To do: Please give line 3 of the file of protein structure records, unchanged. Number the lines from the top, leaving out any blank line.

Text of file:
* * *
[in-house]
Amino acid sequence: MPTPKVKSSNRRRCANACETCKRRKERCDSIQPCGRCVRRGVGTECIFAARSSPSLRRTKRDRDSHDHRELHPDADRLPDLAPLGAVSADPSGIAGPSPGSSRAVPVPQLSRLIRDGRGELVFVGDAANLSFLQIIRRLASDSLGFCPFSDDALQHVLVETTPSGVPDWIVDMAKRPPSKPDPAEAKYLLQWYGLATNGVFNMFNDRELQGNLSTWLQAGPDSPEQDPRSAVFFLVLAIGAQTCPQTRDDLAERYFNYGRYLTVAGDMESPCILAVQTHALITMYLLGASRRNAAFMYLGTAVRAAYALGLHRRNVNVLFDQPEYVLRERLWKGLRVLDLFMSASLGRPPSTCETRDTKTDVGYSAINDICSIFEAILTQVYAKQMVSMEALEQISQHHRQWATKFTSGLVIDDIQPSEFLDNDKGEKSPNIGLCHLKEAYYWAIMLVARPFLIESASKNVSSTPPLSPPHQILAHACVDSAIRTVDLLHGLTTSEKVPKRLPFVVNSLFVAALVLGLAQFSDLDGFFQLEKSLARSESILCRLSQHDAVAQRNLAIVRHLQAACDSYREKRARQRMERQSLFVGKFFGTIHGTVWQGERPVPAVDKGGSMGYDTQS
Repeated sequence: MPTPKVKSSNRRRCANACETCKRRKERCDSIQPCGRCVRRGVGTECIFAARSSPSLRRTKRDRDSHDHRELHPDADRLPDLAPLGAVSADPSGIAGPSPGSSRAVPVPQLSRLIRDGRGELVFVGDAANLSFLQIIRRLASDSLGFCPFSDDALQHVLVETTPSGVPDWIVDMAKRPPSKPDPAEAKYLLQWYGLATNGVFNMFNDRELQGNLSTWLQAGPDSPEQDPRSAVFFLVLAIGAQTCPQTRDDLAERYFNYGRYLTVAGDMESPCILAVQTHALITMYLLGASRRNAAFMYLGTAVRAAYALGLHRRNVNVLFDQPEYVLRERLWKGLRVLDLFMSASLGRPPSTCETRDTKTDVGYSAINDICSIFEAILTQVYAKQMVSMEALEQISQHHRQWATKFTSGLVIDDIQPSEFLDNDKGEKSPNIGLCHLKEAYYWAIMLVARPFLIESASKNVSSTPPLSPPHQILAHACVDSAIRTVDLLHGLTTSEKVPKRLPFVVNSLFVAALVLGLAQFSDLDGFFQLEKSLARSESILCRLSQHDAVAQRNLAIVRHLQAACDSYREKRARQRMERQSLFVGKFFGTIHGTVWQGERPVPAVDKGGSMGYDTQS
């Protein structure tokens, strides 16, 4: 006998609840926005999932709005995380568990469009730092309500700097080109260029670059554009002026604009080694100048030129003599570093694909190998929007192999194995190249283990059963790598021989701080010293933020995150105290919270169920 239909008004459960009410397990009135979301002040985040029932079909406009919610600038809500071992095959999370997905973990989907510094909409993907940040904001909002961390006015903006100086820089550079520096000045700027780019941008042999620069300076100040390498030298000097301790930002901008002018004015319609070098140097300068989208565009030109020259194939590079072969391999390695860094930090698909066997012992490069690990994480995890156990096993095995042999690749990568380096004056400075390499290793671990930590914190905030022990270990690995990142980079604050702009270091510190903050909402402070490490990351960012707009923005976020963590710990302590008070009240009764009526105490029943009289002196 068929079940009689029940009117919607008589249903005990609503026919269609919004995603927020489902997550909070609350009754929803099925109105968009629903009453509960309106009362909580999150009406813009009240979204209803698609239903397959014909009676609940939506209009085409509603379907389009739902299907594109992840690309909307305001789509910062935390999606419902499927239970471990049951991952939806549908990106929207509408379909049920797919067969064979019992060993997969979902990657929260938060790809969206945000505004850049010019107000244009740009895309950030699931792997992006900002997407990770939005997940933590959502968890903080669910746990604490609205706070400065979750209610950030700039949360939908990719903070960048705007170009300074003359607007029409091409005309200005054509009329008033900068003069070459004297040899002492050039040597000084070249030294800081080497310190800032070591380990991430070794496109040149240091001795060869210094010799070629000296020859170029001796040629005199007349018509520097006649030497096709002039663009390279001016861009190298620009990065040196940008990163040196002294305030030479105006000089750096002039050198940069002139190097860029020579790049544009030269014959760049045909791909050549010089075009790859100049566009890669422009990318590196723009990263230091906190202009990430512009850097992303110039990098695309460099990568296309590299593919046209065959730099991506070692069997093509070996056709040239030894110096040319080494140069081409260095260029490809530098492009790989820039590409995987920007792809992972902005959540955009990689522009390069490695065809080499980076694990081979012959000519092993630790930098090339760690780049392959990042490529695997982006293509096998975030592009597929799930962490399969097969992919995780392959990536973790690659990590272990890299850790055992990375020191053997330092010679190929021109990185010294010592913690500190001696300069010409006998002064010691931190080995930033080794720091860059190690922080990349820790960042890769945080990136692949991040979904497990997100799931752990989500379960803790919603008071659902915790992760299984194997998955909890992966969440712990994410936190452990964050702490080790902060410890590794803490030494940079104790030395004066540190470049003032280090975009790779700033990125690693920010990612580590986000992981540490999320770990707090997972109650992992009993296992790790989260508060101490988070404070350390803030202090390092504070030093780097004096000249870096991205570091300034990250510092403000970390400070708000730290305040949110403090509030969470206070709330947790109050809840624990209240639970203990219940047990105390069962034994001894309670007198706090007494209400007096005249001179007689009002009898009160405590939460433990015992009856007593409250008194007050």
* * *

Repeated sequence: MPTPKVKSSNRRRCANACETCKRRKERCDSIQPCGRCVRRGVGTECIFAARSSPSLRRTKRDRDSHDHRELHPDADRLPDLAPLGAVSADPSGIAGPSPGSSRAVPVPQLSRLIRDGRGELVFVGDAANLSFLQIIRRLASDSLGFCPFSDDALQHVLVETTPSGVPDWIVDMAKRPPSKPDPAEAKYLLQWYGLATNGVFNMFNDRELQGNLSTWLQAGPDSPEQDPRSAVFFLVLAIGAQTCPQTRDDLAERYFNYGRYLTVAGDMESPCILAVQTHALITMYLLGASRRNAAFMYLGTAVRAAYALGLHRRNVNVLFDQPEYVLRERLWKGLRVLDLFMSASLGRPPSTCETRDTKTDVGYSAINDICSIFEAILTQVYAKQMVSMEALEQISQHHRQWATKFTSGLVIDDIQPSEFLDNDKGEKSPNIGLCHLKEAYYWAIMLVARPFLIESASKNVSSTPPLSPPHQILAHACVDSAIRTVDLLHGLTTSEKVPKRLPFVVNSLFVAALVLGLAQFSDLDGFFQLEKSLARSESILCRLSQHDAVAQRNLAIVRHLQAACDSYREKRARQRMERQSLFVGKFFGTIHGTVWQGERPVPAVDKGGSMGYDTQS